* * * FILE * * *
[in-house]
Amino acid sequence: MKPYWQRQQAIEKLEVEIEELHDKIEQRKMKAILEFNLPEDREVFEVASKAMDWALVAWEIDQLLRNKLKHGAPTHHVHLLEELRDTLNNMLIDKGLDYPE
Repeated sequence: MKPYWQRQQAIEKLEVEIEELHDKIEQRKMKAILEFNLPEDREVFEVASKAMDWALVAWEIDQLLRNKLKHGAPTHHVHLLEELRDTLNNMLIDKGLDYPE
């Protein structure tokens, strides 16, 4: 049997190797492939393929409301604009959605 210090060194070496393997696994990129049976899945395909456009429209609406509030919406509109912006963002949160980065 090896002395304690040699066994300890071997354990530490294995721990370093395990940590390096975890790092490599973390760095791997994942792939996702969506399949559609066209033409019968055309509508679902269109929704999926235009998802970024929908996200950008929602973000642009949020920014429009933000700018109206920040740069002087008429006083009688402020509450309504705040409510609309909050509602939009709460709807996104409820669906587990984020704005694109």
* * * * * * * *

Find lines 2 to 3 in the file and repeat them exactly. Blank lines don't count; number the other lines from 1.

Amino acid sequence: MKPYWQRQQAIEKLEVEIEELHDKIEQRKMKAILEFNLPEDREVFEVASKAMDWALVAWEIDQLLRNKLKHGAPTHHVHLLEELRDTLNNMLIDKGLDYPE
Repeated sequence: MKPYWQRQQAIEKLEVEIEELHDKIEQRKMKAILEFNLPEDREVFEVASKAMDWALVAWEIDQLLRNKLKHGAPTHHVHLLEELRDTLNNMLIDKGLDYPE